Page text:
48

3.5.4 Test specification at network layer

51

3.6 Web browsing and downloads

52

3.6.1 Perceived QoS for web browsing and downloads

52

3.6.2 Test methods

53

3.6.3 Test specification at application layer

54

3.6.4 Test specification at network layer

57

3.7 Interactive gaming

58

3.7.1 Perceived QoS for Interactive Gaming

58

3.7.2 Test methods

59

3.7.3 Test specification at application layer

59

3.7.4 Test specification at network layer

59

3.8 Annex to Chapter 3: Sending and capturing streaming video

61

3.8.1 Sending and receiving video

61

3.9 Manual: iVQM_iptv HOWTO

63

3.9.1 Network architecture and hardware requirements

63

3.9.2 Monitoring with iVQM_iptv

67

3.10 References

70

SERVICE CONNECTIVITY TESTING - part 2 (to part 1)

74

4.1 Introduction

74

4.2 Tools

74

4.3 High-speed Internet Service

74

4.3.1 Functional Tests

74

4.4 Performance Tests

75

4.5 Multicast Streaming Service

75

4.5.1 Functional Tests

75

4.5.2 Performance Tests

80

4.6 Voice over IP Service

82

4.6.1 Functional Tests

82

4.6.2 Performance Tests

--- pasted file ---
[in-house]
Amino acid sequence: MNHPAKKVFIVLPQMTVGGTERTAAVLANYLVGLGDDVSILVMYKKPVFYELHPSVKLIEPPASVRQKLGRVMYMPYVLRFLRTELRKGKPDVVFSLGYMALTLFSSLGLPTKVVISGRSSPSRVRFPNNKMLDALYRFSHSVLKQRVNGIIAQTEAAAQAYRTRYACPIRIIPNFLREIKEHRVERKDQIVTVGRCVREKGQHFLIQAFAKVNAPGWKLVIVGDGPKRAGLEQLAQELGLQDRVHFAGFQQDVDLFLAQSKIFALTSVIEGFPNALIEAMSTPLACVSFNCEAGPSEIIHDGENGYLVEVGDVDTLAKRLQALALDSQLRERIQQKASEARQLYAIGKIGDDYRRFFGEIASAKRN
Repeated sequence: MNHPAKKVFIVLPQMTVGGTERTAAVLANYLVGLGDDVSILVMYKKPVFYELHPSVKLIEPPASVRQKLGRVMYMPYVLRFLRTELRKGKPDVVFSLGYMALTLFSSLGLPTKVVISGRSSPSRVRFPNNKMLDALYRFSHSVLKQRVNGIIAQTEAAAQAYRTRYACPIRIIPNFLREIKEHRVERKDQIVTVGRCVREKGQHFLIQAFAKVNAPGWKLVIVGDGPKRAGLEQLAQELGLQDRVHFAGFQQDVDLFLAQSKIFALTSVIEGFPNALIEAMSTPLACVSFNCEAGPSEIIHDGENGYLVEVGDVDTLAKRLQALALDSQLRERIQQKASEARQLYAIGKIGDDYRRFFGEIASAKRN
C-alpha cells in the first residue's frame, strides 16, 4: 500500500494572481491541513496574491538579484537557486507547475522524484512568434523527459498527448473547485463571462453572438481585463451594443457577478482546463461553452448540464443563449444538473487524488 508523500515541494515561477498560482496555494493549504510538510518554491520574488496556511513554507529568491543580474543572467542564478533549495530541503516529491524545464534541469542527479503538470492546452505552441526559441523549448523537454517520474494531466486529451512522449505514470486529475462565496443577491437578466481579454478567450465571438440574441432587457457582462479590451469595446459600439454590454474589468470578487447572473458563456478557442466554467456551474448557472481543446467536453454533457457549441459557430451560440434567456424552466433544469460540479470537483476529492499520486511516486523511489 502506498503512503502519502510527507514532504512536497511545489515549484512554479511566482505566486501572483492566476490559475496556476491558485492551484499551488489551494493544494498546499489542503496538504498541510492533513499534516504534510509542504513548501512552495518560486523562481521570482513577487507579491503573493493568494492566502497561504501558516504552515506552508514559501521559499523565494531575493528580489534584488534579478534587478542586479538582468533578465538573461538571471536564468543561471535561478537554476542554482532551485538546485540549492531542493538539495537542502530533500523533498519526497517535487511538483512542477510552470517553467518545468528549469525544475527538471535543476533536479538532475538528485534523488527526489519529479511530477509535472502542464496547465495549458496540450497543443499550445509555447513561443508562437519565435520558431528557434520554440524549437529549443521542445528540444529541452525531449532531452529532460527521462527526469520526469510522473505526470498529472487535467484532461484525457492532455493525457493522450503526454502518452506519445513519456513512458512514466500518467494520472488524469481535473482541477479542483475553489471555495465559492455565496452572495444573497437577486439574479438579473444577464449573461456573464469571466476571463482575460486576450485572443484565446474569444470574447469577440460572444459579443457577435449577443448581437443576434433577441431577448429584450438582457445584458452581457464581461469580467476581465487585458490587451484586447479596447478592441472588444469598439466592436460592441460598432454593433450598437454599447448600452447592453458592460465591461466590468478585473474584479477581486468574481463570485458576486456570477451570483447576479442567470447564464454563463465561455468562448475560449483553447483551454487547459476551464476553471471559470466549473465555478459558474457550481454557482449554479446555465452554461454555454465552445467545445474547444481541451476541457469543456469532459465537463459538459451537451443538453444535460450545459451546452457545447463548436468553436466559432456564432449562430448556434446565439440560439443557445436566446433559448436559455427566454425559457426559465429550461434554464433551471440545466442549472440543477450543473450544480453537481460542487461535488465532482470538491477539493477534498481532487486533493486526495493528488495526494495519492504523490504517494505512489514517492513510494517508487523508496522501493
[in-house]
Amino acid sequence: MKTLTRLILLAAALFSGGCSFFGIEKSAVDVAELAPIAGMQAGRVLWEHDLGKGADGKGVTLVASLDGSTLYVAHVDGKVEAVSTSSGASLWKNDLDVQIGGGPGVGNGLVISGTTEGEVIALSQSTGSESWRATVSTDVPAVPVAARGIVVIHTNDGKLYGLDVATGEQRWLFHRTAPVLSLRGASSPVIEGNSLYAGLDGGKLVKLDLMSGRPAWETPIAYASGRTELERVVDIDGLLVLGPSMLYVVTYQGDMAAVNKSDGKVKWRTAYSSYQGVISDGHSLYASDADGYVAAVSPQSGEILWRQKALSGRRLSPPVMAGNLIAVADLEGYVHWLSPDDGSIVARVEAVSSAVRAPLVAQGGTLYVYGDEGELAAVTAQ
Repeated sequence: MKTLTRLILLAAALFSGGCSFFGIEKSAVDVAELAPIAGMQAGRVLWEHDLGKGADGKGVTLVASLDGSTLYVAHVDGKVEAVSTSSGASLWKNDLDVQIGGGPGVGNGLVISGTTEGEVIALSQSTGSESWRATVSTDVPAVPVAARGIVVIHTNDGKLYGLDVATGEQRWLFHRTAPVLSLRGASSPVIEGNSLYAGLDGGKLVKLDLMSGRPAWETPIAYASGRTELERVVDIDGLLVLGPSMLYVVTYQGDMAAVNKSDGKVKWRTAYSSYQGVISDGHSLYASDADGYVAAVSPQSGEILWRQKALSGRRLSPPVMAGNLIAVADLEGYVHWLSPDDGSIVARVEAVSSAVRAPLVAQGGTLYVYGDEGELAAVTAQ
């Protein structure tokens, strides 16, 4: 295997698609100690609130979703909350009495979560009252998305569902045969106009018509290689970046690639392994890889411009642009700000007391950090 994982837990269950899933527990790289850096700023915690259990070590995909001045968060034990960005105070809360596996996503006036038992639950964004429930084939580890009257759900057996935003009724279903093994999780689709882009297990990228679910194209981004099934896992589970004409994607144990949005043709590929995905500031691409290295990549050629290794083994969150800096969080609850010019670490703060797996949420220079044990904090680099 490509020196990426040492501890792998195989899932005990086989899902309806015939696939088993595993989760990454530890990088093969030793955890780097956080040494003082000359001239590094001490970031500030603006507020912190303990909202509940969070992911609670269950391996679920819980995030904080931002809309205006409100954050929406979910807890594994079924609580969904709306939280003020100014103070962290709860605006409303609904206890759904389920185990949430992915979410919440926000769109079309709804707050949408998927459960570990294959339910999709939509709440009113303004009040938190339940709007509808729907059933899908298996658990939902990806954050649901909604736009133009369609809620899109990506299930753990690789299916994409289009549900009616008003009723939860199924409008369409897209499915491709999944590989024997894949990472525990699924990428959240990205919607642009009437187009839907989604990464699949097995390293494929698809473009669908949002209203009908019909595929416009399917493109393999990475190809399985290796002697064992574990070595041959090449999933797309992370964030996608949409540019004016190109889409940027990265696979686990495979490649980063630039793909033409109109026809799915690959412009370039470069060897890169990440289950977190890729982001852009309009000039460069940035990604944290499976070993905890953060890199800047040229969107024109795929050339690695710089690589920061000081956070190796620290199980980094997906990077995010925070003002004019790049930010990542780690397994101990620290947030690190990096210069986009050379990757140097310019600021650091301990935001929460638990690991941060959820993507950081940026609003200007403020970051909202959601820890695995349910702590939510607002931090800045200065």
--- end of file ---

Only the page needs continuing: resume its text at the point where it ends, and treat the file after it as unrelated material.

88

NETWORK CONNECTIVITY TESTING - part 2 (to part 1)

92

5.1 Introduction

92

5.2 MUSE Data Plane

92

5.2.1 Network layer

92

5.2.2 Link Layer Tests

95

5.3 MUSE Control Plane

108

5.3.1 Functional tests

108

5.3.2 Performance tests

110

CONNECTIVITY TESTING OF RESIDENTIAL GATEWAYS - part 2 (to part 1)

122

6.1 Introduction

122

6.2 Multicast test methods

122

6.2.1 Testing IGMP-Proxy Requirements

126

6.2.2 Testing DSLForum Multicast Requirements for RGW

164

6.3 DHCP test methods

171

6.3.1 DHCP Client

179

6.4 VLAN test methods

203

6.4.1 Test: upstreamvlan

203

6.4.2 Test: vlantransparant

204

MANAGEMENT TESTING - part 2 (to part 1)

205

7.1 Introduction

205

7.2 Test methodes for Muse Management tests

206

7.2.1 Test Methods for Fault Management

206

7.2.2 Test Methods for Configuration Management

218